By Naomi Hatch —
The Aquilla H. Standifird home, built in 1890 by the Willis brothers for the Brimhall family, will be open for tours from 1 to 3 p.m. on Saturday, June 30.
The Willis brothers burned lime and mixed their own mortar for the unique rock home located at 304 S. Main St. in Taylor.
Aquilla H. Standifird was born on Oct. 10, 1878, in Kanab, Utah, to John Henry and Mary Ann Argyle Standifird. John came to Taylor in March 1878 with his daughter Ann, and returned to Kanab to bring the rest of his family, arriving in Taylor Christmas Day 1879 when Aquilla was just over a year old.
Aquilla married Eva Hunt, the daughter of Bishop John Hunt, on Sept. 16, 1903. In 1905, they moved into the home. They had nine children, Virginia, Bathesheba, Faun, Faye, Fern, Marjorie, Frank Hunt, Gyle and Lorenzo Jack. Bathesheba died when she was a year and a half old. Hunt and Gyle gave their lives during World War II. They were declared missing in action in 1943, and Jack thinks that their plane went down over the North Sea, but no more is known about their disappearance. Their dad always felt that they were prisoners of war in Russia.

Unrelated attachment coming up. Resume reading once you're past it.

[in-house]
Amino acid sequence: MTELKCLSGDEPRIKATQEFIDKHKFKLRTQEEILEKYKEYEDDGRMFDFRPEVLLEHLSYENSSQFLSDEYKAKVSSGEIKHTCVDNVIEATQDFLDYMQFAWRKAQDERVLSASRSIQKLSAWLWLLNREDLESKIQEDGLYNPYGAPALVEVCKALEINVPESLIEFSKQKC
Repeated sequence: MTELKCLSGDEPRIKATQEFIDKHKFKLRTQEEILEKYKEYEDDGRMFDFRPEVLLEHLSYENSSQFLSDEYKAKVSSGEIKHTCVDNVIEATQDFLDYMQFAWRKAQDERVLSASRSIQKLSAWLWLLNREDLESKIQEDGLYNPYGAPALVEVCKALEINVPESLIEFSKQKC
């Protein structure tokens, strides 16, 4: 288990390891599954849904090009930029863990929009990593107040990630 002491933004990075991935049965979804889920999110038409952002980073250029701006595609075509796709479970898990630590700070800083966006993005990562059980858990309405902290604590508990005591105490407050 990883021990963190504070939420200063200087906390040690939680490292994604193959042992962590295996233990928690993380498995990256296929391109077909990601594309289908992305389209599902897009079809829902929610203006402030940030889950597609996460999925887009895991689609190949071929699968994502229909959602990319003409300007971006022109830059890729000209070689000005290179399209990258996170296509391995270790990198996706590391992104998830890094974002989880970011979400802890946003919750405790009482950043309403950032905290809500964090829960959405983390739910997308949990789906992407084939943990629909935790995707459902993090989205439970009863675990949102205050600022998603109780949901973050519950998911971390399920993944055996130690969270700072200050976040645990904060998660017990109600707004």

Jack received an honorable discharge and came back to Taylor, where he still lives.
Virginia married Monk Frost, who brought back the tradition of firing of the anvil for July 4 in 1952.
In 2004, Jack deeded the Standifird family home to the Taylor/Shumway Heritage Foundation. It features a display honoring Hunt and Gyle, including the Presidential and Purple Heart medals awarded to their fam-ily. The medals were found in a cardboard box under the floorboards by Tom Hatch and Brad Click when the home was being restored.